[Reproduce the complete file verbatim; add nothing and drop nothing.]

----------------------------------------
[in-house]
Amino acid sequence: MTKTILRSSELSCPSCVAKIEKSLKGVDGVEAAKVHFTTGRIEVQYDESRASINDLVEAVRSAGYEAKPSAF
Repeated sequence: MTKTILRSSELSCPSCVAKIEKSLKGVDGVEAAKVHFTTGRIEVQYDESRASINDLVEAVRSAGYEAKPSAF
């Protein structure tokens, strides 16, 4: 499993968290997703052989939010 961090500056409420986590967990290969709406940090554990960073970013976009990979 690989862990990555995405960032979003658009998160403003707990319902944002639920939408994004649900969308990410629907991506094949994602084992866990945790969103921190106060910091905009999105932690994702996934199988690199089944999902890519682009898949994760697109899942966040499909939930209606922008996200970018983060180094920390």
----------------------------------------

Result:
[in-house]
Amino acid sequence: MTKTILRSSELSCPSCVAKIEKSLKGVDGVEAAKVHFTTGRIEVQYDESRASINDLVEAVRSAGYEAKPSAF
Repeated sequence: MTKTILRSSELSCPSCVAKIEKSLKGVDGVEAAKVHFTTGRIEVQYDESRASINDLVEAVRSAGYEAKPSAF
């Protein structure tokens, strides 16, 4: 499993968290997703052989939010 961090500056409420986590967990290969709406940090554990960073970013976009990979 690989862990990555995405960032979003658009998160403003707990319902944002639920939408994004649900969308990410629907991506094949994602084992866990945790969103921190106060910091905009999105932690994702996934199988690199089944999902890519682009898949994760697109899942966040499909939930209606922008996200970018983060180094920390």